Is it time for the Pentagon to turn cyberwar over to someone else?

DoD is really good at real war, but has spent 21 years showing that it's incompetent at hackery


The oh-so-understated "DoD Faces Challenges in Its Cyber Activities" (PDF) released July 25, is the GAO's answer to questions Congress began sending it in 2008 in an effort to get an evaluation of DoD's abilities more realistic than reports the Pentagon put out while clearly not taking the threat seriously.

Pentagon brass are taking it seriously now, GAO reported, especially since Pentagon got its act together to create a coherent statement of policy called the National Military Strategy for Cyberspace Operations, which was published in 2006.

In the five years since, the Pentagon has thrown tremendous resources into preparing for cyberwar, but has not been successful in catching up to the level of current threat or made progress in preparing for future threats, the GAO report concluded.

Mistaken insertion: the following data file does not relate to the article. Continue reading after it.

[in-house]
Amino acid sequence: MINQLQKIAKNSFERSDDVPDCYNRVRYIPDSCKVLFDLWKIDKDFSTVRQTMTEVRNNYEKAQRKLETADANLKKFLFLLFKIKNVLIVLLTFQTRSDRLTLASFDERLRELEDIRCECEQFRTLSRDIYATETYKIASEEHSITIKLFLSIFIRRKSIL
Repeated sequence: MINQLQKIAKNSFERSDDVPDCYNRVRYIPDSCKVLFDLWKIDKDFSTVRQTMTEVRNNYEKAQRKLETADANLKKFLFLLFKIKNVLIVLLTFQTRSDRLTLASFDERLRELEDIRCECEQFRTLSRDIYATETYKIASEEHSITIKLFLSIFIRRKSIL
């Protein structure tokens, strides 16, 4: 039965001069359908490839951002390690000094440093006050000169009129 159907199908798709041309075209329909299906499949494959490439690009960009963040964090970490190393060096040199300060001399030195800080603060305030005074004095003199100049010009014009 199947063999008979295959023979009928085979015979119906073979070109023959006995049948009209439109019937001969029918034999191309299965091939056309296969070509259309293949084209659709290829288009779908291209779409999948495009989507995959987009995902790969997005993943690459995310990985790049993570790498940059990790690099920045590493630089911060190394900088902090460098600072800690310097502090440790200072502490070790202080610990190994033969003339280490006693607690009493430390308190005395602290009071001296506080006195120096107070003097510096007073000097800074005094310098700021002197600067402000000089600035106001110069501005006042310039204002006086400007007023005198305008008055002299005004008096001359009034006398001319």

"According to DoD, a large number of intelligence agencies and foreign militaries are actively trying to penetrate our military networks. These networks are scanned millions of times a day and probed thousands of times a day. Over the past several years, DoD has experienced damaging penetration to these networks...[including] blueprints of weapons systems that have already been compromised," the report said.

The creation of a centralized U.S. Cyber Command to integrate online efforts of all four services was a big step forward, but fissures between the services and even within the cyber command make it hard to come up with timetables to update policies, response plans and technology roadmaps.

The number of service people working online has ballooned, as has the budget for cyber security and cyberwar systems. Both are still far too small even maintain a secure posture online, let alone catch up to the neglect of the past, the report concluded.

The Pentagon's rigid and traditional reporting structure is one culprit.

Even with a semi-independent Cyber Command to direct the Pentagon's overall effort the four services have such distinct priorities, lines of command and priorities that it's often difficult to know who is in charge of what, who really has the authority to make decisions that affect more than one fiefdom and whose job it is to make sure critical projects aren't left half finished or, worse, completed, but in a way that does no good to anyone.

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Sandia National Labs.

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